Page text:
It’s far too early to be sure about this yet, but it’s not beyond the bounds of possibility that the 2017 maximum is already in place. Here’s our favourite high resolution extent graph calculated by “Wipneus” from University of Hamburg/JAXA AMSR2 data:
The current maximum Arctic sea ice extent for 2017 is 13.49 million square kilometers on February 19th. Here’s Arctic sea ice area for good measure:
The current maximum area for 2017 is 12.88 million square kilometers on February 20th. Here also is the NSIDC’s 5 day averaged extent:
This reveals a current maximum extent for 2017 of 14.302 million square kilometers on February 20th.
Here are the high resolution AMSR2 area and extent graphs for the end of February:
With each day that passes the highs of February 19th/20th look more likely to have been this years maximum. Nonetheless past experience suggests it’s still far to soon to be sure about that.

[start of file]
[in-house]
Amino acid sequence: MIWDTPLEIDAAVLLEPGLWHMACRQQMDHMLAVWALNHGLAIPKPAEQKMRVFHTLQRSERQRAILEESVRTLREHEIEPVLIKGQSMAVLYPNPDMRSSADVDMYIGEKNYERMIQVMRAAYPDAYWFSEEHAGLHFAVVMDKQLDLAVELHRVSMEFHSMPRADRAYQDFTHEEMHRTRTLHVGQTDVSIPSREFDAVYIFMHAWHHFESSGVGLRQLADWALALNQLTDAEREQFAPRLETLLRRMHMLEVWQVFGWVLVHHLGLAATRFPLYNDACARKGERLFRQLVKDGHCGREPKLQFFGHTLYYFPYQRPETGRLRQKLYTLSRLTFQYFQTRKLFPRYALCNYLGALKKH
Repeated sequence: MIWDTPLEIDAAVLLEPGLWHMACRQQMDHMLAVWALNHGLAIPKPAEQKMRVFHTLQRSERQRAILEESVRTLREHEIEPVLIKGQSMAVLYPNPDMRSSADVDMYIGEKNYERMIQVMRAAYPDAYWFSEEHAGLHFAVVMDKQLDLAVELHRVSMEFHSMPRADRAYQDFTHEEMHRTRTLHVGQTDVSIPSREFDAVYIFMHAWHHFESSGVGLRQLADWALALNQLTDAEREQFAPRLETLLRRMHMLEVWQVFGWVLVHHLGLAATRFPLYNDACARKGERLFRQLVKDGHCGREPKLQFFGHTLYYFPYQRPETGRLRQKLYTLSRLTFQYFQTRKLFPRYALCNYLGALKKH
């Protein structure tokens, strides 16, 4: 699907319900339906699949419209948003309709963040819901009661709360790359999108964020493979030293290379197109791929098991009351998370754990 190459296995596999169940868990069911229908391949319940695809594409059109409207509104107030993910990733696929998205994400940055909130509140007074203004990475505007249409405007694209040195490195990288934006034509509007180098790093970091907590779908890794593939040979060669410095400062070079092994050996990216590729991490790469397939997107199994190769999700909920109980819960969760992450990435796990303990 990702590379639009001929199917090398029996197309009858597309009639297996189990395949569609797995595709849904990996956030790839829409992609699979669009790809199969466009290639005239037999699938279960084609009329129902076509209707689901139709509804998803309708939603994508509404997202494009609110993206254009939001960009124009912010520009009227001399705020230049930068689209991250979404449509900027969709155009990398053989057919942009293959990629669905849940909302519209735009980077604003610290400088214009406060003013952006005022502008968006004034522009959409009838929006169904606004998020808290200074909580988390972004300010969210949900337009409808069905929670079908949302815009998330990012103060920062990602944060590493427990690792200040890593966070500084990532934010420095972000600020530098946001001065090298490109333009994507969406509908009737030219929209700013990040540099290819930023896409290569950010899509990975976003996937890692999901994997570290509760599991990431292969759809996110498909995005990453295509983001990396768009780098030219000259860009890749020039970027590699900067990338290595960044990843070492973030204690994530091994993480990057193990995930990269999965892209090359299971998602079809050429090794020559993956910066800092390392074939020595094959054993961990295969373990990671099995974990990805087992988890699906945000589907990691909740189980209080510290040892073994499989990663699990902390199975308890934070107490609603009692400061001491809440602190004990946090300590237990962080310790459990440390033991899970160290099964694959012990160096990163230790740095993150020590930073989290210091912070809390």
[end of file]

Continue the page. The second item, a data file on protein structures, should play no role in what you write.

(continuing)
Arctic sea ice area and extent are declining again, having reached new heights for the year on March 3rd:
However the 2013/14 winter showed a late surge is still possible.
A “late surge” is looking increasingly unlikely. That being the case, here is our provisional long term graph of NSIDC daily Arctic sea ice extent:
Subject to an unanticipated “surge” the 2017 maximum of 14.447 million square kilometers occurred on March 5th.
JAXA extent has dropped steeply over the last couple of days, and it is now once again “lowest for the date since records began”:
The 2017 JAXA maximum of 13.878 million square kilometers occurred on March 6th.
In the continuing absence of updates to Cryosphere Today area, here’s the high resolution Arctic sea ice area graph calculated by “Wipneus” from University of Hamburg/JAXA AMSR2 data:
The maximum for that particular metric was 13.03 million square kilometers on March 3rd.
Watch this space!